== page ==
Setting Standards for Self-Care

I remember being the lone person standing at a meeting for new assistant principals, indicating that I was the only person who was answering yes to a question that was asked.  It felt awkward and uncomfortable as I glanced around the room and saw the looks on my colleagues’ faces.  Of course, there were a few people who just didn’t seem to care.  A few looked pleased, some looked amused, and there were quite a few that looked downright spiteful.

The facilitator was reading through a list of tasks and we were supposed to stand if we were doing them regularly.  The tasks were things like staying late at work several times a week, skipping lunch, mediating disputes between students, and handling conflicts between parents and teachers.  Most of us were continually standing up for each task, then sitting back down waiting for the next item to be read aloud.  But when the facilitator asked if we were exercising at least twice a week, I was the only person that stood.  I muttered something about not having kids, half excuse/half apology that I thought should make it more acceptable for me to have this luxury, before trying to disappear into my chair.  

The point the facilitator was trying to make was that our jobs were difficult and that we needed to take care of ourselves.  But there was an unspoken message of our culture that was understood by everyone.  Simply asking the last question about exercising indicated an expectation that few people would stand up.  It indicated that the social norm for school administrators was to run themselves ragged every day.  My guilt for being the lone person standing indicated that I had somehow broken that norm, as did the expressions on people’s faces.

Many organizations have been preaching the importance of self-care for years, but their actions and expectations demonstrated that they are only paying lip service to a trendy topic.  When the pandemic hit, the shared struggles of adjusting to a virtual environment, caring for family members, and living with uncertainty and fear turned self-care from a trend to a dire need.  Organizations addressed the need, some more successfully than others.  Then, as we’ve returned to a more “normal” state, many have also returned to making statements of self-care rather than truly demonstrating support for self-care.

Self-care is something I’ve always claimed as a priority for myself and for others, but looking back on my time as a school leader I know I was guilty of perpetuating an unhealthy culture.  As leaders, our actions and words always have intended and unintended consequences.  If you truly care about the wellbeing of your team, consider what you may be doing that goes against a message of self-care.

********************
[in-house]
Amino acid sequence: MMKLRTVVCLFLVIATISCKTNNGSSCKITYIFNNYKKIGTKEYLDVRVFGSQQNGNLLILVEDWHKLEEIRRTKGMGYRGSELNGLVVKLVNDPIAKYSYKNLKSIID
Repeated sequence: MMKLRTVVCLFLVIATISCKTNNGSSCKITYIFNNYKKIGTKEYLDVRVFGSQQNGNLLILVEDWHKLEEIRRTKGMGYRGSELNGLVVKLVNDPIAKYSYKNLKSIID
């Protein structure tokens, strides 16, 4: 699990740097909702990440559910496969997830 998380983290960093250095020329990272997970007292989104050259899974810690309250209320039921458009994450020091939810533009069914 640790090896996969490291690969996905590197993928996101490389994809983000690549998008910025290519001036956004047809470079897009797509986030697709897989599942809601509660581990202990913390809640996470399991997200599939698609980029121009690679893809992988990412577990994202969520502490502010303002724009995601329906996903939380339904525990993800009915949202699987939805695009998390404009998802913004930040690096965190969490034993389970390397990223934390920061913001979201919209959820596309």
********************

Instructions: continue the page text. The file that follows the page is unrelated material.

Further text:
• Do you send emails after work hours or on the weekend?  I used to tell my team not to respond to emails I sent after hours, but it didn’t matter.  Many still felt compelled to respond or at least to read the message.  I was setting the example that it’s ok for work to consume us at all hours, and they were following my example.
  • Do you work while on vacation?  My team would encourage me to turn everything off before I’d go away.  My compromise was that I would only check emails for an hour each morning.  My intention was to make sure they didn’t feel abandoned (and also to keep from having an overwhelming number of emails when I returned to work).  Instead, I sent the message that leaders don’t really need a break.  I may have even sent the message to some that I didn’t trust them to manage without me.  
  • Do you publicly praise people who work beyond their duty hours, skip meals, or sacrifice other aspects of their self-care for the company?  Don’t get me wrong, we should acknowledge and appreciate people who care enough to go the extra mile.  Unfortunately, making a big deal can make those who aren’t going to the same extremes feel underappreciated and blurs the lines for much needed boundaries.
  • Do you preach self-care to employees rather than giving them the time, space, and flexibility to do what’s best for them?  Mandatory professional development on ways to practice self-care is almost insulting.  People don’t need to be told what to do.  They need to be supported in doing what they need.

One of the worst things leaders can do for a culture is to uphold the stereotype of the indestructible leader.  We can be strong, and still need time to rejuvenate, team members that we can lean on, and space to feel what we feel.  Now more than ever, people need leaders who set new standards in support of self-care.  What will you do starting today?

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